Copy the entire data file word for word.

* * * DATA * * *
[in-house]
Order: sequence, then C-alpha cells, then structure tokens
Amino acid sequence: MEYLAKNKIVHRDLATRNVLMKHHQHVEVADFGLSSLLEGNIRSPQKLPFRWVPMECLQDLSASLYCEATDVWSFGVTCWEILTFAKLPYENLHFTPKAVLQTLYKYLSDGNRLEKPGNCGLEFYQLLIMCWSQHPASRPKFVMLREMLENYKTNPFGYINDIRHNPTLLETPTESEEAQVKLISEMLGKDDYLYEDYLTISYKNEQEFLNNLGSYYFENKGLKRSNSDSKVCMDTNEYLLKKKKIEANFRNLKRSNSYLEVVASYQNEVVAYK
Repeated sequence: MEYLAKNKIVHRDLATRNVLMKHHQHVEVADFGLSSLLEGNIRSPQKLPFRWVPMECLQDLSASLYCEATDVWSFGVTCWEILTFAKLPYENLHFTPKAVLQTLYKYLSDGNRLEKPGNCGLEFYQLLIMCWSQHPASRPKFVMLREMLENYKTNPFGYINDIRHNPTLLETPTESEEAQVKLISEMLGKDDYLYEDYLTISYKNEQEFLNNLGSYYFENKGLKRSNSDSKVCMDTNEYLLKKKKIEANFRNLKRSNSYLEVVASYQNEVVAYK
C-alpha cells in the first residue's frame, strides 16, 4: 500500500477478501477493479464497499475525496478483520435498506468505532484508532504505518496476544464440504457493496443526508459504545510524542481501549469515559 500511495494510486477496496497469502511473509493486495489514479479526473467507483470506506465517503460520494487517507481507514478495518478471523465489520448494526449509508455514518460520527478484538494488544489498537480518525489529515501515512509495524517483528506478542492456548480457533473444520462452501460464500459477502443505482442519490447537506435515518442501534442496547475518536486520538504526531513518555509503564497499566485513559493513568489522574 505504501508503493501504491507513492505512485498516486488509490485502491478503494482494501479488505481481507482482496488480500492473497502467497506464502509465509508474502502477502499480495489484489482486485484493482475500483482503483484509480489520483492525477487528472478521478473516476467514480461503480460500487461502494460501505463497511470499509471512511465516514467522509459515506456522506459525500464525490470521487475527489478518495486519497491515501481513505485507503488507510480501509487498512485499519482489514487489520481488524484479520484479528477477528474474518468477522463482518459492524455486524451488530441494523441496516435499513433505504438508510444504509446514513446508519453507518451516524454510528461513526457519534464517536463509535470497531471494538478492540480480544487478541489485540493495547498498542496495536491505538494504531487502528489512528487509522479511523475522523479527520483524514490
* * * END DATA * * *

[in-house]
Order: sequence, then C-alpha cells, then structure tokens
Amino acid sequence: MEYLAKNKIVHRDLATRNVLMKHHQHVEVADFGLSSLLEGNIRSPQKLPFRWVPMECLQDLSASLYCEATDVWSFGVTCWEILTFAKLPYENLHFTPKAVLQTLYKYLSDGNRLEKPGNCGLEFYQLLIMCWSQHPASRPKFVMLREMLENYKTNPFGYINDIRHNPTLLETPTESEEAQVKLISEMLGKDDYLYEDYLTISYKNEQEFLNNLGSYYFENKGLKRSNSDSKVCMDTNEYLLKKKKIEANFRNLKRSNSYLEVVASYQNEVVAYK
Repeated sequence: MEYLAKNKIVHRDLATRNVLMKHHQHVEVADFGLSSLLEGNIRSPQKLPFRWVPMECLQDLSASLYCEATDVWSFGVTCWEILTFAKLPYENLHFTPKAVLQTLYKYLSDGNRLEKPGNCGLEFYQLLIMCWSQHPASRPKFVMLREMLENYKTNPFGYINDIRHNPTLLETPTESEEAQVKLISEMLGKDDYLYEDYLTISYKNEQEFLNNLGSYYFENKGLKRSNSDSKVCMDTNEYLLKKKKIEANFRNLKRSNSYLEVVASYQNEVVAYK
C-alpha cells in the first residue's frame, strides 16, 4: 500500500477478501477493479464497499475525496478483520435498506468505532484508532504505518496476544464440504457493496443526508459504545510524542481501549469515559 500511495494510486477496496497469502511473509493486495489514479479526473467507483470506506465517503460520494487517507481507514478495518478471523465489520448494526449509508455514518460520527478484538494488544489498537480518525489529515501515512509495524517483528506478542492456548480457533473444520462452501460464500459477502443505482442519490447537506435515518442501534442496547475518536486520538504526531513518555509503564497499566485513559493513568489522574 505504501508503493501504491507513492505512485498516486488509490485502491478503494482494501479488505481481507482482496488480500492473497502467497506464502509465509508474502502477502499480495489484489482486485484493482475500483482503483484509480489520483492525477487528472478521478473516476467514480461503480460500487461502494460501505463497511470499509471512511465516514467522509459515506456522506459525500464525490470521487475527489478518495486519497491515501481513505485507503488507510480501509487498512485499519482489514487489520481488524484479520484479528477477528474474518468477522463482518459492524455486524451488530441494523441496516435499513433505504438508510444504509446514513446508519453507518451516524454510528461513526457519534464517536463509535470497531471494538478492540480480544487478541489485540493495547498498542496495536491505538494504531487502528489512528487509522479511523475522523479527520483524514490